Datasheet legend
Ab/c: Fractions calculation
AC: Alternating current
BaseN: Number base calculations
Card: Magnetic card storage
Cmem: Continuous memory
Cond: Conditional execution
Const: Scientific constants
Cplx: Complex number arithmetic
DC: Direct current
Eqlib: Equation library
Exp: Exponential/logarithmic functions
Fin: Financial functions
Grph: Graphing capability
Hyp: Hyperbolic functions
Intg: Numerical integration
Jump: Unconditional jump (GOTO)
Lbl: Program labels
LCD: Liquid Crystal Display
LED: Light-Emitting Diode
Li-ion: Lithium-ion rechargeable battery
Lreg: Linear regression (2-variable statistics)
mA: Milliamperes of current
Mtrx: Matrix support
NiMH: Nickel-metal-hydrite rechargeable battery
Prnt: Printer
RTC: Real-time clock
Sdev: Standard deviation (1-variable statistics)
Solv: Equation solver
Subr: Subroutine call capability
Symb: Symbolic computing
Tape: Magnetic tape storage
Trig: Trigonometric functions
Units: Unit conversions
VAC: Volts AC
VDC: Volts DC
 Years of production: ~1900 Display type: Analog slide New price: Display color: N/A Display technology: Mechanical Size: 4"×2½"×½" Display size: 2½" Weight: 3 oz Entry method: Analog slide Batteries: N/A Advanced functions: N/A External power: N/A Memory functions: N/A I/O: N/A Programming model: Slide rule Precision: 3 digits Program functions: N/A Memories: N/A Program display: N/A Program memory: N/A Program editing: N/A Chipset: Forensic result:

Call it an exercise in elegance.

This pocket watch-like device is a circular slide rule calculator with five scales. In expert hands, it can be used to quickly compute powers, logarithms, and trigonometric functions to 3 digits of precision. Its small size and compact shape probably made it a desirable item to carry by many engineers, even though its limited precision was not sufficient for more elaborate computations.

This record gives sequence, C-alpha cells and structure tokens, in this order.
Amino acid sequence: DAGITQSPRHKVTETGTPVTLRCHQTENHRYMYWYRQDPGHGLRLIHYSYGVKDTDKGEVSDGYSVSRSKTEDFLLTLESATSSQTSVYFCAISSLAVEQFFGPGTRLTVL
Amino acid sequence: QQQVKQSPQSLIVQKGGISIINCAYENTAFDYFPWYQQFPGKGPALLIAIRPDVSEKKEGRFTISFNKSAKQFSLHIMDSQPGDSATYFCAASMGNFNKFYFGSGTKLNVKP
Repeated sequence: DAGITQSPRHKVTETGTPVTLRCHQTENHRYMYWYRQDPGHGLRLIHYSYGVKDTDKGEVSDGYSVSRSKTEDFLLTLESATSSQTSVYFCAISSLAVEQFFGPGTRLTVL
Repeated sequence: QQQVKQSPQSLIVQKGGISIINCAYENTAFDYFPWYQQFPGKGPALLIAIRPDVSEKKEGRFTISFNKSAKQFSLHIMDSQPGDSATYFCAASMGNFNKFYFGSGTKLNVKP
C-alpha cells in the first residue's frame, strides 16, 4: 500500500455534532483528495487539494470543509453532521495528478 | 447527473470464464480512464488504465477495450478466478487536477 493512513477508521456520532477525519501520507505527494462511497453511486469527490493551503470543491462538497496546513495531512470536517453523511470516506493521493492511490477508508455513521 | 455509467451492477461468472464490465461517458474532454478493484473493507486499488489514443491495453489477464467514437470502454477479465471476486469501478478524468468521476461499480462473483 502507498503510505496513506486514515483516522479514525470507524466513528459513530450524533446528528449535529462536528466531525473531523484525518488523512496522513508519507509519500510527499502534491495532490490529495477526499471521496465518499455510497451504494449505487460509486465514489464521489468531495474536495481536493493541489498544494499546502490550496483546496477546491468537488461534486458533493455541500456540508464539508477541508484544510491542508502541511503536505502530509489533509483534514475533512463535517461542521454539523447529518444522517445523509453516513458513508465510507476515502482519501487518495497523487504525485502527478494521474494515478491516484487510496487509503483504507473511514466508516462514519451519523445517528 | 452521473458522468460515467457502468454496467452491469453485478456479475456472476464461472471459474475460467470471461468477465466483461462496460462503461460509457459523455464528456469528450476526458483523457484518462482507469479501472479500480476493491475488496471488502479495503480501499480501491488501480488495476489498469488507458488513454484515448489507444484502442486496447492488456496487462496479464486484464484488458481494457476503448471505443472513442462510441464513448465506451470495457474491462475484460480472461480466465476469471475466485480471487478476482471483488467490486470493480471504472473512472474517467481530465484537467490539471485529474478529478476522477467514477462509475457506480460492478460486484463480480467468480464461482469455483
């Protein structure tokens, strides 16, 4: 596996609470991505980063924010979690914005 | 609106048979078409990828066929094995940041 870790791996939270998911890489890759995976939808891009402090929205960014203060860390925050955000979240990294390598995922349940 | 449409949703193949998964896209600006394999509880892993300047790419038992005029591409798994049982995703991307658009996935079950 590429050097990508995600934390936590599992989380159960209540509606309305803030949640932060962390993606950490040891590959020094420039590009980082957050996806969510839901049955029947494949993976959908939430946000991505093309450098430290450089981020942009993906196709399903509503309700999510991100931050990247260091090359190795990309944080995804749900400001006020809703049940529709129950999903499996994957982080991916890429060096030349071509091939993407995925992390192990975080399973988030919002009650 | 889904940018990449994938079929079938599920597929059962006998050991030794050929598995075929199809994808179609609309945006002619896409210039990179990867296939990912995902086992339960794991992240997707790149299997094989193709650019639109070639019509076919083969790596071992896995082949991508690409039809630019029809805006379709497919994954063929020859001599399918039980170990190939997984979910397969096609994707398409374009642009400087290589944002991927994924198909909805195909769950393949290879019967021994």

The device has five scales, that can only be moved together by rotating the large knob. The scales cannot be moved independently of each other (they're on a single sheet of cardboard paper that serves as the watch's "face".) This shortcoming is alleviated by the fact that the device has two pointers; one is fixed as the 12 o'clock position, while the other can be rotated using the second knob.

The innermost scale is marked in degrees from 0º to 90º. The outermost scale, with values from 0 to 1, is the sine of the values on the innermost scale. I.e., labeling the scales with the letters $A$ through $E$ starting from the inside, $E=\sin A$. Scale $D$ is the power-of-ten of the value of scale $E$: $D=10^E$. Scale $B$ is the square root of scale $D$. Lastly, the values on scale $C$ are the values on scale $B$ multiplied by the square root of 10.

I am no slide rule expert, but I do believe that these scales are somewhat unorthodox. Nevertheless, it appears that they are quite sufficient for many typical engineering computational tasks. Together with a mechanical digital calculator like a Curta, an expert user could accomplish many of the same computational tasks as with today's scientific calculators, almost as easily, almost at the same speed, although with a significantly lesser precision.